COVID-19 cases and hospitalizations continued to rise in Illinois as the statewide seven-day rolling case positivity rate reached 3.8 percent for the third consecutive day on April 5.
The case positivity rate had not been near 3.8 percent since the beginning of February, when it hit 3.9 percent on Feb. 1, and then continued to decline throughout the month and into March.
It’s a trend that’s playing out in suburban Cook County, including Brookfield and Riverside.
As of the morning of April 6, Brookfield had notched its highest one-week total for new confirmed and probable cases of COVID-19 since January. The 29 new cases in the past week was the highest since the 22 recorded for the weekly period ending Jan. 26.
Case numbers in Brookfield have been trending upward weekly since the end of February. After averaging nine cases per week between Feb. 23 and March 16, Brookfield’s average number of new cases in the past three weeks has been 22.6.
According to the online COVID-19 dashboard maintained by the Northwestern University School of Medicine, Brookfield’s seven-day rolling positivity rate was 5.12 percent as of April 5 and nearly 4 percent over the past two weeks.
Riverside saw its number of new confirmed and probable cases of COVID-19 rise for the third straight week. The village recorded 14 new cases in one week as of the morning of April 6, according to the Cook County Department of Public Health, the highest one-week total in Riverside since the week ending Feb. 2.
The seven-day rolling positivity rate in the 60546 ZIP code, which includes both Riverside and North Riverside, was 4.05 percent as of April 5. But North Riverside has seen fewer new cases on a weekly basis than Riverside recently.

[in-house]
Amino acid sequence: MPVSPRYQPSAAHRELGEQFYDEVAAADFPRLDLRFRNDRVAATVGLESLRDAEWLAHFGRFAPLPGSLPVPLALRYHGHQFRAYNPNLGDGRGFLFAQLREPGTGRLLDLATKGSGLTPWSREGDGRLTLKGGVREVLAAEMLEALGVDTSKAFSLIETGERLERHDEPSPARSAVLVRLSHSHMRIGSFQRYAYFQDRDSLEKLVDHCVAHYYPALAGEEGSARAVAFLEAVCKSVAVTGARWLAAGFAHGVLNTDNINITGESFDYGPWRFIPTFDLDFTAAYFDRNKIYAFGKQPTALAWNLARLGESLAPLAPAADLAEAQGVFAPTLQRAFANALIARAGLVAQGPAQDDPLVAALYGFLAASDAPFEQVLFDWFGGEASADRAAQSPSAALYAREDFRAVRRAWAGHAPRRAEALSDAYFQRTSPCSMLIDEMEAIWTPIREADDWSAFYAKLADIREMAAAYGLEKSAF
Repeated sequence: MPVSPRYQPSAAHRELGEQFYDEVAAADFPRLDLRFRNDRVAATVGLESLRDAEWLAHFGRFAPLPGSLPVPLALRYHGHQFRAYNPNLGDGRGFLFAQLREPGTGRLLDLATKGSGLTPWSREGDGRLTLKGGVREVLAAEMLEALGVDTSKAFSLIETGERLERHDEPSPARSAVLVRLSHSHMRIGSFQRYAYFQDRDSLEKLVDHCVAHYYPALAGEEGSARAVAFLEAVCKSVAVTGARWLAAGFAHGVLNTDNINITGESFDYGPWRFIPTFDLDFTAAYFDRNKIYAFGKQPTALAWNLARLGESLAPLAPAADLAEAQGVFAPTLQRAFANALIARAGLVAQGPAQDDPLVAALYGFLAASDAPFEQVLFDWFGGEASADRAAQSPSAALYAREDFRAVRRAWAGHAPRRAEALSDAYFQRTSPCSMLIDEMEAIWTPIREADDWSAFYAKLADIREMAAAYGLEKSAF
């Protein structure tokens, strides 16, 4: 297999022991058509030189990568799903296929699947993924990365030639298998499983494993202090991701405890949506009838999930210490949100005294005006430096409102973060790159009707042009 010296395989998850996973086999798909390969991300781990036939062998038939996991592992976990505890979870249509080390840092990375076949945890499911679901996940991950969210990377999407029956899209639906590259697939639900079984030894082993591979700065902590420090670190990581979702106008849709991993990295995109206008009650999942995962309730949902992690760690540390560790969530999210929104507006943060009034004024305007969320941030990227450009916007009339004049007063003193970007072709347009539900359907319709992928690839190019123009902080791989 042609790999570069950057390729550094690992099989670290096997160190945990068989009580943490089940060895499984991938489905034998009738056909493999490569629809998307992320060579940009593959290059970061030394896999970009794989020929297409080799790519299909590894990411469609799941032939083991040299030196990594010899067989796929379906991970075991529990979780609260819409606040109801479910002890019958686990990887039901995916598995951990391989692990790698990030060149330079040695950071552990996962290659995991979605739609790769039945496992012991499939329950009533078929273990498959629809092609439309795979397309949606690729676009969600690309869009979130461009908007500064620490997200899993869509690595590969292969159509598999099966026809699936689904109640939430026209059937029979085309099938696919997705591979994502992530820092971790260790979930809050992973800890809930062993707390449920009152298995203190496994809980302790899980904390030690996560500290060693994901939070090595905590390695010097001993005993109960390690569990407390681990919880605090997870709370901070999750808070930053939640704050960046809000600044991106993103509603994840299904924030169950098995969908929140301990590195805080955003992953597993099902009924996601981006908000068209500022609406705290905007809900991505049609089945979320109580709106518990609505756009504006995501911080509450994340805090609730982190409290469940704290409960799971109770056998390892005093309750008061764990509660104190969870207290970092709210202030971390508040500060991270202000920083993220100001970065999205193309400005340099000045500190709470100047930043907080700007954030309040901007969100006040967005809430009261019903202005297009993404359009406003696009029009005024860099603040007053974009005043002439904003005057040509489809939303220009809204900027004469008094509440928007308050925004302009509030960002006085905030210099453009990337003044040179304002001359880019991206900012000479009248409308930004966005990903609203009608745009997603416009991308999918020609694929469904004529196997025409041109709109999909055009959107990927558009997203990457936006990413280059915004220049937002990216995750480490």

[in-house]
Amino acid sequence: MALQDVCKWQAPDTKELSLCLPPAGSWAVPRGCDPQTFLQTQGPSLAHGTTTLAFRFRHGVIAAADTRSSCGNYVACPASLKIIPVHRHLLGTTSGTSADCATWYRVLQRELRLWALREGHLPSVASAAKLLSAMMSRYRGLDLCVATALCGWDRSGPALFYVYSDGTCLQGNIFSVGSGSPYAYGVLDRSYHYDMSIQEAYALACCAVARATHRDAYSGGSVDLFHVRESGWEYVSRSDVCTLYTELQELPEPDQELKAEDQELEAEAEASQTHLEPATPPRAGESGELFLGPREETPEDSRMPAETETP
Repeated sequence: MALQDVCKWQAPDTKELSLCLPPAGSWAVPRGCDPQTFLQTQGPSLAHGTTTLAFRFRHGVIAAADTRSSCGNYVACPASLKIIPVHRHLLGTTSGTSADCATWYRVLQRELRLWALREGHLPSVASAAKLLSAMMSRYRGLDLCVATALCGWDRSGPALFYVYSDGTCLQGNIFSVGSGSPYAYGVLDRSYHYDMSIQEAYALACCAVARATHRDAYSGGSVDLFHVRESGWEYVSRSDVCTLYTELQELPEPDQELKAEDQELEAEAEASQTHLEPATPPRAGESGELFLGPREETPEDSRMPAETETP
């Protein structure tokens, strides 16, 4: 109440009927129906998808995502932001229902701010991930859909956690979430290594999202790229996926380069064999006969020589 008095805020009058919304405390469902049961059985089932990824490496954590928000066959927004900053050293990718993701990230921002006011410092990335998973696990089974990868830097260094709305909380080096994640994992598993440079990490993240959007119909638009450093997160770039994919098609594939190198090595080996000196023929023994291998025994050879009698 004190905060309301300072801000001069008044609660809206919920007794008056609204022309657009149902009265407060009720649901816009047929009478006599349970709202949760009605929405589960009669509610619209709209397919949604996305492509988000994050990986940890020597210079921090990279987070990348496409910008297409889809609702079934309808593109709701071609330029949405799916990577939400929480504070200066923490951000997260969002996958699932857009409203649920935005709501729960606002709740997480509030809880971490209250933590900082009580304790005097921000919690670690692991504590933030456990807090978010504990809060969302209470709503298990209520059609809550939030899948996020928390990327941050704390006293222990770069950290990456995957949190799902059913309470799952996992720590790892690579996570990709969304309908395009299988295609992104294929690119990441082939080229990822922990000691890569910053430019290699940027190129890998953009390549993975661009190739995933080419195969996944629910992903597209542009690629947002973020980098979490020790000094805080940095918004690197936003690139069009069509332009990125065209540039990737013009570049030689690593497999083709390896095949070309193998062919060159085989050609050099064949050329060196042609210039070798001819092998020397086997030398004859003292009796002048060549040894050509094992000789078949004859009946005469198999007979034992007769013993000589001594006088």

There were four new COVID-19 cases in North Riverside for the week ending on the morning of April 6, roughly in line with the 4.2 case average the village has seen during the past seven weeks.
Gov. J.B. Pritzker said in a news conference April 5 in Champaign that Illinois could be approaching a third surge that many other areas of the nation have already seen.
“But these things come in waves,” Pritzker said. “I am hopeful that with the rising number of vaccinations we’re doing – we’re averaging over 100,000 a day – the increasing number of people who are fully vaccinated at the same time that we’re dealing with a surge … that we can sort of overcome the surge for the very first time.”
Approximately 6.3 million doses of COVID-19 vaccine have been administered, representing about 40 percent of residents 16 years or older having received their first dose. About 2.3 million people, or nearly 18.7 percent of the state’s population, are now fully vaccinated.
More than 80 of Illinois’ 102 counties have expanded COVID-19 vaccine eligibility to all Illinois residents 16 and older. Vaccine eligibility will be open statewide starting April 12.
Bob Uphues contributed to this report.